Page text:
When should I fill a customer’s tank? This is the fuel delivery conundrum in a nutshell:
- If you deliver too early or often, you can leave margin on the table with inefficient drops.
- If you wait too long, you may decrease your truck-rolls, but increase the likelihood that a customer runs out.
It’s an important decision and one that is getting much more focus as organizations look at propane tank monitoring.
For most, it’s not a decision of if they should use tank monitoring to get a clear picture of customer tank levels, but a question of where to start. In this blog, we want to look at customer types that are perfect entry points for tank monitors.
5 Account Characteristics Predictive of Tank Monitoring Success
Propane suppliers that are successful with tank monitoring set priorities. While having a tank monitor on every tank might be the long-term vision, it doesn’t make economic sense to start there.
Here are five common characteristics of good candidates for tank monitoring:
- Inconsistent Usage
Residential accounts that only use fuel for heat can be managed well with K-factors and degree days, but other types of accounts can exhibit unpredictable usage patterns. Commercial accounts and vacation homes are examples, but there are many accounts where seasonality makes tank levels hard to predict.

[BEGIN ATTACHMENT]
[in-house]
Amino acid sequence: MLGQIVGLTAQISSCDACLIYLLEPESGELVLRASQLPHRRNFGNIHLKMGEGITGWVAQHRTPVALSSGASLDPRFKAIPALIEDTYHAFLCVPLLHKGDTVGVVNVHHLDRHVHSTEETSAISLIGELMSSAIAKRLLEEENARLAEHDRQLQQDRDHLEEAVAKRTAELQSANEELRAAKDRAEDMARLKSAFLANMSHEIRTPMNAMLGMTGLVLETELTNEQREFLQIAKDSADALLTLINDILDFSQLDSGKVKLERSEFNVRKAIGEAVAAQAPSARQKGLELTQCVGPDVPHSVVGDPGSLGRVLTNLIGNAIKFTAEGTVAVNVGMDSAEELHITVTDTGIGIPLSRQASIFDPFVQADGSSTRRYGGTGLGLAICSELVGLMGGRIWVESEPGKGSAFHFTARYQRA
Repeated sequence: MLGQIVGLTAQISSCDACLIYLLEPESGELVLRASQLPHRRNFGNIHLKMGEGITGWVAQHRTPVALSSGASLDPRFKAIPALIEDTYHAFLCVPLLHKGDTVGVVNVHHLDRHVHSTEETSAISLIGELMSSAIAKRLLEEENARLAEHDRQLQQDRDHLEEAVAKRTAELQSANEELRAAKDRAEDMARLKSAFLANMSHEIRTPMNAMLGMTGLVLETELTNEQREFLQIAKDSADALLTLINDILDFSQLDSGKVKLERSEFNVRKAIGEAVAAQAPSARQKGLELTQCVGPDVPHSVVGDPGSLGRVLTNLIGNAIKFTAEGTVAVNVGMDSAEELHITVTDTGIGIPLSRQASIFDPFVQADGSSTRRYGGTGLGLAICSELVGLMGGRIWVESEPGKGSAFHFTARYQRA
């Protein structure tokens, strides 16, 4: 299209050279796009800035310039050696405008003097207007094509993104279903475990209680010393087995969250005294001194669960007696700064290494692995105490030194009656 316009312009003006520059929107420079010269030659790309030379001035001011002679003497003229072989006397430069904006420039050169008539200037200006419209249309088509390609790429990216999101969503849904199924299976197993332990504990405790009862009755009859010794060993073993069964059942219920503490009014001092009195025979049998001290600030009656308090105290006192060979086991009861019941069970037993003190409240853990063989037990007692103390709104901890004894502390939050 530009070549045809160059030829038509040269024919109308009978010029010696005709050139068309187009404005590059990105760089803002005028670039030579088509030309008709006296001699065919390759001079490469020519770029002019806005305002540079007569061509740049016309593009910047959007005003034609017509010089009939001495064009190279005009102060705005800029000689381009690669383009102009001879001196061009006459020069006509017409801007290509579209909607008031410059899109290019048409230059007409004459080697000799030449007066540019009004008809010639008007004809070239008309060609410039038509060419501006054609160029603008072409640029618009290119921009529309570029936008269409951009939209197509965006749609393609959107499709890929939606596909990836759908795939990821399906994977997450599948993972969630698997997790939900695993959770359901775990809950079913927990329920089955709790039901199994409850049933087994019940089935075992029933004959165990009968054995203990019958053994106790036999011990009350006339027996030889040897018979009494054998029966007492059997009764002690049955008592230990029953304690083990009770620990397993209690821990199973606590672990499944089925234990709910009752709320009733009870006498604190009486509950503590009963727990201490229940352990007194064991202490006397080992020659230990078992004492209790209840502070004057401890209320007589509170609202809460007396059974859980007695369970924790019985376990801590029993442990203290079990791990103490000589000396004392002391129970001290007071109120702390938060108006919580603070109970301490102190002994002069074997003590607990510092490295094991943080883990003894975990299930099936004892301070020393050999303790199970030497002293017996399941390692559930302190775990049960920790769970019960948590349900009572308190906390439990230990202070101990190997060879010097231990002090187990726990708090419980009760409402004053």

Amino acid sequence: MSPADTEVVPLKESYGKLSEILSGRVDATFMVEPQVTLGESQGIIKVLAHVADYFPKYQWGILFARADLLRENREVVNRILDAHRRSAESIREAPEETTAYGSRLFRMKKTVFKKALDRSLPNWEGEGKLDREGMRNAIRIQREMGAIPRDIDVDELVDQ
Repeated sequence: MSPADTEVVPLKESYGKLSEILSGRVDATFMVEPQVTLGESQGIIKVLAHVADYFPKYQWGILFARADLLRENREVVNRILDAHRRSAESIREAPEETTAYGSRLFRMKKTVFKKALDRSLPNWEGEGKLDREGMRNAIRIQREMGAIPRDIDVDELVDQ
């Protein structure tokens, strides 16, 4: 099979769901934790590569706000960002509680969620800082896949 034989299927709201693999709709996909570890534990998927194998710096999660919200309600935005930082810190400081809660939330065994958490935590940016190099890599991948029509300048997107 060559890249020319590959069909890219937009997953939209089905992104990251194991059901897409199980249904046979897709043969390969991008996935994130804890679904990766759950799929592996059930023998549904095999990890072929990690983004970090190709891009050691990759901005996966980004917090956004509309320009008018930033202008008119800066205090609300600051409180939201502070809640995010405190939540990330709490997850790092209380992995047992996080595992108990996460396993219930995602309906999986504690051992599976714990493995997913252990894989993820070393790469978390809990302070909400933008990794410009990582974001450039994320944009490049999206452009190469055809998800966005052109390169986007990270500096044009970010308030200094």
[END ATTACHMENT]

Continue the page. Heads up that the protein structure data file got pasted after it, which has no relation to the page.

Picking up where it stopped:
- Multiple Deliveries per Day and Week
If you are delivering daily or weekly to a customer, knowing real-time tank levels can help you to ensure the best routing in coordination with other key customer accounts.
- Multiple Usage Types
Accounts with multiple usage types, in addition to heating, will often show inconsistent usage. Monitoring can help prevent run-outs by ensuring you know when huge drops in tank level happen.
- Risk Aversion for Runouts
There are some accounts, often commercial, where a run-out of propane can lead to a very unhappy (and probably lost) customer. This takes top priority over just efficiency.
- Isolated Customers
We all have remote customers that require a driver to travel long distances. With the security of a tank monitor, you can plan fewer trips and ensure the largest drop sizes without risking a run-out.
These are some of the high-level reasons for using tank monitors on customer accounts. Think of your portfolio of customers right now. There are likely customers that fit one or more of the above characteristics.
Develop a Game Plan for Tank Monitoring
Tank Monitoring is about ensuring higher margins for your business, while improving the overall customer experience. However, not all customers are created equal, and when considering tank monitoring, it’s important to start with the accounts that can have the greatest impact.
One way to do this, is to perform a Delivery History Analysis, which many tank monitoring companies provide. This analysis can look at past deliveries by account to identify and rank the customer accounts where tank monitoring would be the most profitable.
A game plan like this will provide the basis for deciding how many monitors to buy and determining your deployment strategy. It will also ensure that your tank monitoring project provides a fast, profitable return on investment.
Interested in a free delivery history analysis? Schedule one with a tank monitoring expert!